We recently posted a blog about the growing trend of employees using personal mobile devices in the workplace, called “The BYOD Revolution.” Check out this article by Nathan Eddy from for some great insight on the security threats posed by BYOD policies:

Seventy-one percent of employed Americans who own personal mobile devices are able to connect them to the secure network provided by an employer, but do not take the proper precautions to safeguard their devices or the data they have access to, according to a Bitdefender study of 1,045 Internet users in the United States. According to the respondents, 29.7 percent of bring-your-own-device (BYOD) users would share their personal mobile devices with friends or family members even if they hold critical company data. Demographically, employees between the ages of 45 and 64 are sharing their devices to a lower extent, while those with low education are more open to sharing.

“Most likely, BYOD users do not perceive their devices and the way they store corporate information pose a real threat to the company itself. Most of the time, the smartphone is still perceived as a mobile phone rather than a miniature computer, although the latter better describes it as a device,” Bogdan Botezatu, senior e-threat analyst at Bitdefender, told eWEEK. “Also, convenience seems to trump security and users would rather leave their phone’s display always unlocked than having to deal with the pattern or pin-based unlock mechanism every time they check their e-mail or social network activity.”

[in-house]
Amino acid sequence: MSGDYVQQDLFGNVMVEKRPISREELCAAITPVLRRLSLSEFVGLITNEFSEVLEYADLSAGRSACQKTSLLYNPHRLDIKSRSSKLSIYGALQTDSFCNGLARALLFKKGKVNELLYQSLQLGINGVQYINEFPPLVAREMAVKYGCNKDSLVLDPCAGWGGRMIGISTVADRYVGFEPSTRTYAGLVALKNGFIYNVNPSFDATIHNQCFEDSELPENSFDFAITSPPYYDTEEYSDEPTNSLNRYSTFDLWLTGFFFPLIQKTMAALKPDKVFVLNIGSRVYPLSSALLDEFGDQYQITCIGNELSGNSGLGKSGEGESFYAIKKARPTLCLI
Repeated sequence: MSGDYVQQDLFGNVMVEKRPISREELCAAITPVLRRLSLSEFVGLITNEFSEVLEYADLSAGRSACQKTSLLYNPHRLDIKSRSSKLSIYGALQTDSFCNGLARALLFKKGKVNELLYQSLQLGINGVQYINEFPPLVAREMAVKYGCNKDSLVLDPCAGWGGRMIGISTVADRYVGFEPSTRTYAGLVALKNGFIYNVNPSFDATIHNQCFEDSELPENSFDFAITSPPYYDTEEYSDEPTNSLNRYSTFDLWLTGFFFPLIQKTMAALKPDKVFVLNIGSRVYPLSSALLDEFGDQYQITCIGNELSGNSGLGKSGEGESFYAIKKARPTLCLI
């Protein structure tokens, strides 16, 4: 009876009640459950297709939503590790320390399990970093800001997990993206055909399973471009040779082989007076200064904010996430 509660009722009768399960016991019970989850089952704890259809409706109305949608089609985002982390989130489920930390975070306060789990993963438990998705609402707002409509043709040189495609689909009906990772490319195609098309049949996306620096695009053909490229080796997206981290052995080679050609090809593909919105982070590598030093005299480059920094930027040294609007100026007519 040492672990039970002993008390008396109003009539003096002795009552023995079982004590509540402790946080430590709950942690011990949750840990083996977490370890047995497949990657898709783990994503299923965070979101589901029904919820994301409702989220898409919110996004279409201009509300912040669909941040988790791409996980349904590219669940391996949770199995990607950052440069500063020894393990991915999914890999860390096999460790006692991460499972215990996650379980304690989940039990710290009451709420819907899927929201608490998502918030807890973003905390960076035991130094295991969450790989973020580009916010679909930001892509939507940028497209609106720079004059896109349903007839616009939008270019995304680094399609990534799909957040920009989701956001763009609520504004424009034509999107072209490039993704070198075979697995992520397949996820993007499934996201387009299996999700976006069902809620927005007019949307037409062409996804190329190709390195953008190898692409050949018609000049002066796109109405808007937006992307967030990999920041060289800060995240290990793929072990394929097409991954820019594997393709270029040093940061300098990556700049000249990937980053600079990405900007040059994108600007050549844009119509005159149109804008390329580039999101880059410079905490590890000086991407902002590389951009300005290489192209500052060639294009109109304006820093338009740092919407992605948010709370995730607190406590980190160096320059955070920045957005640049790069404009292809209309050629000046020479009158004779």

Botezatu noted that while an informed employee is effective and empowered, large companies unfortunately have to survive with undersized IT teams that barely have the necessary time to deal with mission-critical issues, and they seldom train all the employees and explain the indirect technological implication of mobile device misuse.

The report found 39.7 percent of the users who connect personal mobile devices, such as laptops, tablets and phones, to the company network do not have any lock-screen mechanism set in place. If lost or stolen, these devices would immediately expose their contents (private and work-related information) to unauthorized third parties, which puts the company in a weak position. In contrast, only 9.1 percent of BYOD users rely on biometric features (such as face, voice or fingerprint recognition) as the preferred method for unlocking their mobile devices. In order to prevent or minimize these occurrences, Botezatu said training could be done either directly, in a similar manner fire or hazard training is done, or remotely, as part of the corporate newsletter.

He said training should be doubled by a mobile device management (MDM) solution to ensure that certain aspects–such as remote wipe and screen lock features–are enforced by default before joining the corporate intranet or Internet. “BYOD has already diminished the authority of the IT teams, as they can hardly stay in control with mobile devices. After all, the devices and software running atop are the property of the user, not of the company the user is working for,” Botezatu said. “What the IT teams should start looking after now is not so much the security of the device, but rather the security of the company data stored on it.” He noted there are a number of MDM solutions available, but the most effective ones are the enterprise solutions that blend MDM with antimalware and intrusion detection.


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Security Issues with BYOD